I hope the difference between this approach and the traditional classroom (instructional) approach is apparent. I propose that the idea that understandings can be bashed into the mind of another in some linear approach[Note 10] does not involve teaching and learning, but instruction, and is closely related both to the concept of linear causality, and to communication as coded, that is, communication where meaning is in the words, not in the minds, and where the problem of communication is to transmit a message rather than to build a parallel (shared) understanding (Glanville, 2009).
Summarising, acting can be transformed into understanding through learning, while understanding can be transformed into acting, also through learning.
In this circularity that results from learning, we complete the relationship Aristotle proposed between phronesis (acting) and sophia (understanding), where understanding comes from acting, and this understanding is taken back to acting through testing. But it doesn’t require theories such as these to convince – just think of your own learning experiences, how you act as a learner!
Practical knowledge, “knowledge for” acting
I have, however, suggested Aristotle’s proposal seems to have become simplified along the way: all too often we assume sophia simply throws superior light onto phronesis. _Theory is taken of necessity to lead practice. This can lead to terrible distortions and damage, as Barnes (2002) shows in his PhD, examining the results of the mindless application of one psychological theory which determined everything about its area of practice without ever checking what happened as a result – a result which was catastrophic for many patients.
The convention that theoretical knowledge is superior to practical knowledge has been questioned by many such as the Arts and Crafts Movement in the UK, with its emphasis on the craft of making. In the early 1980s, Donald Schön (1983), published The Reflective Practitioner. He argued that the academy is not the only place where high quality knowledge is produced, nor does it have the monopoly on proper knowledge production. He examined the ways several professionals develop and improve their knowledge through what he called “reflection in action.” In Schön’s view, professionals improve their knowledge by reflecting on their practice, in order to improve it – a sort of boot-strapping operation. In terms of this paper, Schön’s view redresses the balance by re-introducing a notion of (or at least close to) Aristotle’s phronesis. Schön talks of a knowledge deriving from action, and how this complements and sometimes challenges the understandings we have. It positions knowledge in the circle between acting and understanding by locating knowledge not only in understanding but also in acting. Since Schön, knowledge can be seen as all-pervasive. The knowing that comes from acting can no longer be ignored.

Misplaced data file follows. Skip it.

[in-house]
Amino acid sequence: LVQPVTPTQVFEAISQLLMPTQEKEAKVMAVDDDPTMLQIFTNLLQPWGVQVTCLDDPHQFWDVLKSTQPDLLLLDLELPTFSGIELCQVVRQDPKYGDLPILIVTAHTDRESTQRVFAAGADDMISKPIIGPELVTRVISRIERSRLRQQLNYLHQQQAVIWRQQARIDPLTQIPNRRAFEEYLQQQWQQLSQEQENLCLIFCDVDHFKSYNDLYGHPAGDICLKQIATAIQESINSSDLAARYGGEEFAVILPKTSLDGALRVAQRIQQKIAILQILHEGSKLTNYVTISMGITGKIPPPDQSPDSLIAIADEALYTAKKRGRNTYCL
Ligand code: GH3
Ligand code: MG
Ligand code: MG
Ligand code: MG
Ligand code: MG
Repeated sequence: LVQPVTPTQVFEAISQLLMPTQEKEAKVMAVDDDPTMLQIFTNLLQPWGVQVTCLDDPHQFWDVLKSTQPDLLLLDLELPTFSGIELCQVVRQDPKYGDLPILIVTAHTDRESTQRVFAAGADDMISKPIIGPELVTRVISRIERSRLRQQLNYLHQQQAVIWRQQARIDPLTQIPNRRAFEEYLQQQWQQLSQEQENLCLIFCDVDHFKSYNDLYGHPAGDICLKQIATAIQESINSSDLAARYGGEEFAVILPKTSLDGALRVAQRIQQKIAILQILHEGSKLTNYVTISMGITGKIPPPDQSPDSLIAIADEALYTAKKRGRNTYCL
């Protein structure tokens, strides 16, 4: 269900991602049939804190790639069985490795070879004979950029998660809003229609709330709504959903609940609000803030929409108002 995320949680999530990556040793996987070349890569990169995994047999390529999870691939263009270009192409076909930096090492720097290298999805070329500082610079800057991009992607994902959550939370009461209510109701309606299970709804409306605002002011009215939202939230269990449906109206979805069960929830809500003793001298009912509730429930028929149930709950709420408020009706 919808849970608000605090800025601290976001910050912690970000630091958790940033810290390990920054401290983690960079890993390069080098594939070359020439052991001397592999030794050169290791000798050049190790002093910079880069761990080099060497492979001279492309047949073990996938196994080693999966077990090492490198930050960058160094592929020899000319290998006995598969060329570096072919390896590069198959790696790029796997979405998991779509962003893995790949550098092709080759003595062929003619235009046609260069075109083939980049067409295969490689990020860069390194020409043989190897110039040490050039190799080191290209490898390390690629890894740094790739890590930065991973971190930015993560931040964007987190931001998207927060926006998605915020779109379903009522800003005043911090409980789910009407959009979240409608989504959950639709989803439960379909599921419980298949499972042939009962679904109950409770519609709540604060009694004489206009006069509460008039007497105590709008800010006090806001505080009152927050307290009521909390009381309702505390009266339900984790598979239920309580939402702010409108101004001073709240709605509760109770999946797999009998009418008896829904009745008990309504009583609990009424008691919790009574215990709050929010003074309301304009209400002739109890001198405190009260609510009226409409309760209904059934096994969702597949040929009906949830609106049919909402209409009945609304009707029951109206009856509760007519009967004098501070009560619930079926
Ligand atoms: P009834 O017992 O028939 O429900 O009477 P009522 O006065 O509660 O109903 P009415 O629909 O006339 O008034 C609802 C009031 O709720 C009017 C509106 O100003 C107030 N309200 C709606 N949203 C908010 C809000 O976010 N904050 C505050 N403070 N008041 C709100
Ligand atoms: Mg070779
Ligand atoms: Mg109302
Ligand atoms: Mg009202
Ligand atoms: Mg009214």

Nor should we feel constrained in our thinking about knowing to that which can be articulated. Much phronesis cannot be: the potter does not teach by talking but by showing, sharing hands with the learner as the clay is formed on the potter’s wheel. We owe a recent revival that allows us to understand that there is the unspeakable (Wittgenstein’s (1961) “Whereof we cannot speak, we must pass over in silence”) not to Donald Rumsfeld’s Litany of the Knowable and Unknowable (www.youtube.com/watch?v=GiPe1OiKQuk), but to Michael (1966) and his tacit knowledge.
Styles of knowledge and learning
This ubiquity of knowledge does not require all knowledge to be of the same style. I have suggested associating “knowledge of “ with understanding, and “knowledge for” with acting (Glanville, 2007), in the great cycle of acting and understanding. The style “knowledge of “ may not fit at all well with acting. This is familiar to generations of designers and other makers who have fought against research the outcome of which is expressed in the style “knowledge of “, rather than “knowledge for.” The styles of knowledge appropriate to understanding and to acting, may be very different – a matter of unrecognised importance.
We have a similar situation with knowledge that cannot be put into words. When we try to force it into words, it will slip through unseen or become very distorted. This is one of the greatest dangers of extreme rationalism, considering, as it does, only the speakable. As Beckett (1949) says “There are many ways in which the thing I am trying in vain to say may be tried in vain to be said.”